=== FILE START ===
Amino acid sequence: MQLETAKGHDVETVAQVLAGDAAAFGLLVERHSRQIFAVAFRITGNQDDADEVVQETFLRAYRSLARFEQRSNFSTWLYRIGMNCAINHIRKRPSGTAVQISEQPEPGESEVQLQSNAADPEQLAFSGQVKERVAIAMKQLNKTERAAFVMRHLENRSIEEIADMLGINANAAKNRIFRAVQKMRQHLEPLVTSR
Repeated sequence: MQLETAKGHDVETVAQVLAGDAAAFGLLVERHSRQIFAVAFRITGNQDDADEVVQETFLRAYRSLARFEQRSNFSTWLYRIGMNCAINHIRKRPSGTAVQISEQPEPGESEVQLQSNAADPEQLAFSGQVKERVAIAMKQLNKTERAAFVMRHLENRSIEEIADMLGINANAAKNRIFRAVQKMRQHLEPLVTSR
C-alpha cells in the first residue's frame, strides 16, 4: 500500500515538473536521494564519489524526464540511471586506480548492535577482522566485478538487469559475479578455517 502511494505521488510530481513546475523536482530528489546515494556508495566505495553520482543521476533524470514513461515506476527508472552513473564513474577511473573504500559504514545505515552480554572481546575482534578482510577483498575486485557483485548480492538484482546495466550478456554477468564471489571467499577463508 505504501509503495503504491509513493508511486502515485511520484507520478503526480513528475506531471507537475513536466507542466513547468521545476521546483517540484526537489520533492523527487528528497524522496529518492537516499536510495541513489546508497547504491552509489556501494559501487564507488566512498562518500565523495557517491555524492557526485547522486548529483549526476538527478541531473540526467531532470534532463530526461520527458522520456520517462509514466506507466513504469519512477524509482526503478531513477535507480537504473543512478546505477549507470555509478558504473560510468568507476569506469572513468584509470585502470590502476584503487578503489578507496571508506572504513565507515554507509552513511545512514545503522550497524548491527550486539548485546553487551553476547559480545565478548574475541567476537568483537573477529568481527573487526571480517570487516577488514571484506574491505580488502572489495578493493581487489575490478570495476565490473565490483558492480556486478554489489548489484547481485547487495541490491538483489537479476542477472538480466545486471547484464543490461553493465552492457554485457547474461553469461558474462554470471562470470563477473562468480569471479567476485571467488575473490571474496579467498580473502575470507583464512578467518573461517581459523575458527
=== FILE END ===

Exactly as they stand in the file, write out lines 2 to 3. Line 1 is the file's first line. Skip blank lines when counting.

Repeated sequence: MQLETAKGHDVETVAQVLAGDAAAFGLLVERHSRQIFAVAFRITGNQDDADEVVQETFLRAYRSLARFEQRSNFSTWLYRIGMNCAINHIRKRPSGTAVQISEQPEPGESEVQLQSNAADPEQLAFSGQVKERVAIAMKQLNKTERAAFVMRHLENRSIEEIADMLGINANAAKNRIFRAVQKMRQHLEPLVTSR
C-alpha cells in the first residue's frame, strides 16, 4: 500500500515538473536521494564519489524526464540511471586506480548492535577482522566485478538487469559475479578455517 502511494505521488510530481513546475523536482530528489546515494556508495566505495553520482543521476533524470514513461515506476527508472552513473564513474577511473573504500559504514545505515552480554572481546575482534578482510577483498575486485557483485548480492538484482546495466550478456554477468564471489571467499577463508 505504501509503495503504491509513493508511486502515485511520484507520478503526480513528475506531471507537475513536466507542466513547468521545476521546483517540484526537489520533492523527487528528497524522496529518492537516499536510495541513489546508497547504491552509489556501494559501487564507488566512498562518500565523495557517491555524492557526485547522486548529483549526476538527478541531473540526467531532470534532463530526461520527458522520456520517462509514466506507466513504469519512477524509482526503478531513477535507480537504473543512478546505477549507470555509478558504473560510468568507476569506469572513468584509470585502470590502476584503487578503489578507496571508506572504513565507515554507509552513511545512514545503522550497524548491527550486539548485546553487551553476547559480545565478548574475541567476537568483537573477529568481527573487526571480517570487516577488514571484506574491505580488502572489495578493493581487489575490478570495476565490473565490483558492480556486478554489489548489484547481485547487495541490491538483489537479476542477472538480466545486471547484464543490461553493465552492457554485457547474461553469461558474462554470471562470470563477473562468480569471479567476485571467488575473490571474496579467498580473502575470507583464512578467518573461517581459523575458527